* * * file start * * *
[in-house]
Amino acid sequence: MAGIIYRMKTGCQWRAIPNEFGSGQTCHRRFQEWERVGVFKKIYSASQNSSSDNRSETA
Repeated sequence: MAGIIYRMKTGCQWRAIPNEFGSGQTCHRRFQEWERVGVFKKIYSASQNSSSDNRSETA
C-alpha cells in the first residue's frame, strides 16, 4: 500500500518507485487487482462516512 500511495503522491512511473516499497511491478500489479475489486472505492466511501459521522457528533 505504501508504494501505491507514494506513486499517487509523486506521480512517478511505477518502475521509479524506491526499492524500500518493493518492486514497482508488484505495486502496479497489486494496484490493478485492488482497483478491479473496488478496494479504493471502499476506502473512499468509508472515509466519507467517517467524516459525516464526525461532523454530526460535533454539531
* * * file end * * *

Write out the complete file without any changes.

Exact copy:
[in-house]
Amino acid sequence: MAGIIYRMKTGCQWRAIPNEFGSGQTCHRRFQEWERVGVFKKIYSASQNSSSDNRSETA
Repeated sequence: MAGIIYRMKTGCQWRAIPNEFGSGQTCHRRFQEWERVGVFKKIYSASQNSSSDNRSETA
C-alpha cells in the first residue's frame, strides 16, 4: 500500500518507485487487482462516512 500511495503522491512511473516499497511491478500489479475489486472505492466511501459521522457528533 505504501508504494501505491507514494506513486499517487509523486506521480512517478511505477518502475521509479524506491526499492524500500518493493518492486514497482508488484505495486502496479497489486494496484490493478485492488482497483478491479473496488478496494479504493471502499476506502473512499468509508472515509466519507467517517467524516459525516464526525461532523454530526460535533454539531